Family.
Finally.
Found.

“My grandparents were my life.”

And so today I hesitantly dialed her number and we spoke on the phone and I got to hear first-hand– even if briefly– the story of Peter and Mary. She’d never seen this album before, doesn’t know how it ended up in a flea market, and she was grateful that a random person thought enough of the album to retrieve it.

The little boy Peter and Mary spoke about in the album so many decades ago? He was her uncle. He died in Vietnam. It was rough on the family, especially for her grandmother. Their other son (born after this album)– her dad– also fought in Vietnam. He made it home. And recently they too have been looking into their past, tracing their family’s history of service in Vietnam.

I described the album’s rough and worn contents, a treasure trove of family memories. And then I prepared them for transit. Memories from Pearl Harbor to Southern California and beyond, memories of Peter and Mary and the life they made together, now headed via Fed Ex to their next destination, ready for a loving home and a family reunion. As for the next chapter? It’s now her’s to share.

Thanks so much for everyone who helped with the search unraveling the mystery of the old photo album.

Pete Wilgoren
pwilgoren@yahoo.com

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Mysteries of the Old Photo Album (part 3): The Story of the Greeting Cards

To Peter Cherney

A time forgotten is found again. Pete. Can I call you Pete? I know Mary did. I know while she waited for you to come home from the service, she called you Pete. After reading those letters and cards, and looking at those pictures, I feel like I know you more and more. Your service in the Navy. Your love for Mary and your little boy. WHERE did life lead you? WHY did your memories end up on a bargain table at a flea market.

I couldn’t leave them there.

And HOW did people not see the treasures inside. Pictures of you beaming with pride in your Navy uniform. Pictures of Mary. Pictures of your little boy. The letters we’ve spoken about already. Now, the greeting cards. The CARDS tell another story altogether. And if anyone bothered to peel open the cards, or carefully lift them off the weathered pages of the album barely stuck to those little black squares, they would have seen the OTHER messages Mary left to you in those early days of the 1940’s. I found them. A time gone by. YOUR time. Lost. Now Found.

That one card with a checkerboard blue and white faded fabric bow still tied to the side:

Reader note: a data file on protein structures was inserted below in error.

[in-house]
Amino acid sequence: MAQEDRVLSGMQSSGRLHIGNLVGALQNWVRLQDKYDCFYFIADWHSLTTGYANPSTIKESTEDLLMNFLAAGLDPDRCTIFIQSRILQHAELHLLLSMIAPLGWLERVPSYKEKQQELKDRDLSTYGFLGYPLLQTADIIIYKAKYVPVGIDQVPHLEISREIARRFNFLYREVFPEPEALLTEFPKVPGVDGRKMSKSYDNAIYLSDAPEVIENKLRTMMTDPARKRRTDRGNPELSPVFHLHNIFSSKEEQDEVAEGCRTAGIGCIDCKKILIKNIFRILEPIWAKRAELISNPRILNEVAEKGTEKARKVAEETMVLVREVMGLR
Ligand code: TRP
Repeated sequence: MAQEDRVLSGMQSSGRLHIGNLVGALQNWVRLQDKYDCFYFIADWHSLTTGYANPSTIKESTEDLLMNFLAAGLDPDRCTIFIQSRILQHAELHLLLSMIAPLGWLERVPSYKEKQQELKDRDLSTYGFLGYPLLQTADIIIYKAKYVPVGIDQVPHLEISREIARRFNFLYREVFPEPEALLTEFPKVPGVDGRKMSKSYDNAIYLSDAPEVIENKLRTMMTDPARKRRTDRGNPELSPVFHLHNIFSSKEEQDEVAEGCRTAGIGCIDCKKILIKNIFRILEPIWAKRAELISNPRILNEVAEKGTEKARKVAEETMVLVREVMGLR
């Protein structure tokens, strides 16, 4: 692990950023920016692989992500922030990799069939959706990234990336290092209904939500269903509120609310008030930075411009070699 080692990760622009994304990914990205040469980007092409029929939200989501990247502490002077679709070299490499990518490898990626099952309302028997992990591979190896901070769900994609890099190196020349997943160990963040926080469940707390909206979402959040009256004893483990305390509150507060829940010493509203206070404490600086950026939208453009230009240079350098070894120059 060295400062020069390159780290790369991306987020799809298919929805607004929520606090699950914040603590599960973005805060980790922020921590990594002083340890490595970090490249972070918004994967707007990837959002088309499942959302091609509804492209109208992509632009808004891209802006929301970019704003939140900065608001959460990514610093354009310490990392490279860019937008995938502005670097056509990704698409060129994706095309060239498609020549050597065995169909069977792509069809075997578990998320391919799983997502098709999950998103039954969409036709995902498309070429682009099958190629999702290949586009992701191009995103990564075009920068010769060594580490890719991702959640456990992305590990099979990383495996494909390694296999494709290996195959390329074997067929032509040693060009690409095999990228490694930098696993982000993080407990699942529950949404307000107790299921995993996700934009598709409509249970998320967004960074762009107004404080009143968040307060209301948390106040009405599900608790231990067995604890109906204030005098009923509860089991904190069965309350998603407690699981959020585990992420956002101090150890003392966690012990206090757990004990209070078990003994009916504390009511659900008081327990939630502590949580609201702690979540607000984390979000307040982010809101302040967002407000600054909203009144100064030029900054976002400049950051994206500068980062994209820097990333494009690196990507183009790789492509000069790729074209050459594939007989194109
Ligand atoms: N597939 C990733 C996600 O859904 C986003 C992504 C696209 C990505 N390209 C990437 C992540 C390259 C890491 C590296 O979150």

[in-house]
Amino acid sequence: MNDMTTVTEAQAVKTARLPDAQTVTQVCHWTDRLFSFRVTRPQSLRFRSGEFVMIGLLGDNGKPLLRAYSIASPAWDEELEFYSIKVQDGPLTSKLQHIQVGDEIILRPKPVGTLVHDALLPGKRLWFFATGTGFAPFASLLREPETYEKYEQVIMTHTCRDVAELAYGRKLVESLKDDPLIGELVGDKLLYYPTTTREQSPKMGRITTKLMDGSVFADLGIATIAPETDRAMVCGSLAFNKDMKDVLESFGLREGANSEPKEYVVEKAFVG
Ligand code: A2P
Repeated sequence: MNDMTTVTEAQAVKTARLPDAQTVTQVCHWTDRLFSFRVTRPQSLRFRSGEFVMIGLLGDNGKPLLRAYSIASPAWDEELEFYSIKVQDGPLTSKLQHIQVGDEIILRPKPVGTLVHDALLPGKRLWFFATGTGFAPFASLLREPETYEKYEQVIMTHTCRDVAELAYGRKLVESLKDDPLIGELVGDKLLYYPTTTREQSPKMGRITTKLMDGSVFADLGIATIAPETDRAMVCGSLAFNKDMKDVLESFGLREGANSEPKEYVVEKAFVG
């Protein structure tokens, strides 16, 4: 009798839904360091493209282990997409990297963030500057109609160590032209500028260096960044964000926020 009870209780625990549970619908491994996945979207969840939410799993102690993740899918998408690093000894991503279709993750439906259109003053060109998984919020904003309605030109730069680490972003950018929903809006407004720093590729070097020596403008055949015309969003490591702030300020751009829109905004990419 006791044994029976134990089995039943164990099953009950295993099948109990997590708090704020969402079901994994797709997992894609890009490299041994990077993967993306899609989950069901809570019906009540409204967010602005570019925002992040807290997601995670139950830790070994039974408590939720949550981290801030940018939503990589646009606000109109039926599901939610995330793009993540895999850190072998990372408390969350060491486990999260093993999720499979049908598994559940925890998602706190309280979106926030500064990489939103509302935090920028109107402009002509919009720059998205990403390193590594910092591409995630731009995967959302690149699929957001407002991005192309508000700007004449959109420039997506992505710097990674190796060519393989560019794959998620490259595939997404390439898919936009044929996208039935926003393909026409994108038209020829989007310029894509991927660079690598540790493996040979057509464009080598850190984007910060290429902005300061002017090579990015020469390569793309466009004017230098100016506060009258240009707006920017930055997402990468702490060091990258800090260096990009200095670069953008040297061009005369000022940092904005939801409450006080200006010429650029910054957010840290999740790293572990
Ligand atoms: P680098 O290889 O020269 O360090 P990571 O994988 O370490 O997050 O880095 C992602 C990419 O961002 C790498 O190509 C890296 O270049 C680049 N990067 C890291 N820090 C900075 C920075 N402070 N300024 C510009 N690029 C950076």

“this oughter make you better even if it’s junk”… and inside, this: “a crazy card and what’s it for.. well bet it helps to win the war”

When I carefully peeled the card back from the album, THIS message penned in cursive:

“Dearest Pete, I find I can spare three dollars right now and I know it isn’t much but it might help. You’d better get pen and paper and sit right down and write some letters to me, love Mary”

Then there was that other card saying, “while you recover from your operation”.

and in Mary’s cursive on back:

“Dearest Pete, I thought this card was cute. Hope you like it too. The guys sure teased me a lot today when I went back to work. They said I looked like I had a hard weekend. What do you think? Love Mary

one other card said simply “how ya doin’ sailor?” and inside Mary wrote, “Come on Pete, write a letter!”

There was that one card with little red elephants on it titled “about that letter I owe you”.. and inside the final line of the card “I will write soon, honest” to which Mary added in her own cursive, “I really am ashamed”

And one final one- the funny duck with the soft feather still attached after 75 plus years saying simply “Sick?” and inside Mary wrote, “sending you this card was Pepe’s idea. He picked it out and insisted on my buying it for you. Pepe & Mary”

I wonder what YOUR cards to Mary looked like. And how did you end up in San Francisco anyways. I’ve seen that small piece of fabric tucked into the album stamped “naval hospital, Pearl Harbor”. Did you suffer injuries in Pearl Harbor? Were you being treated for injuries at Ward 6 of the hospital in San Francisco where those letters were air mailed with the three cent stamps?

I’ve written now to media relations with the US Navy. I’ve also written to the Naval Historical Foundation hoping to uncover the missing pieces of your service.

Telephone numbers for relatives?
One was disconnected.
One was now a construction company. One had an answering machine!
Bingo!! I left a message and waited.

The nice man returned my call hours later and said he’d never heard of you.

In all fairness, I hadn’t either, until I picked up an old and worn and forgotten album. Now I can’t forget you.

From California to Indiana, looking to see where we can find your family, Peter Cherney, and reunite them with your history.

Pete Wilgoren
pwilgoren@yahoo.com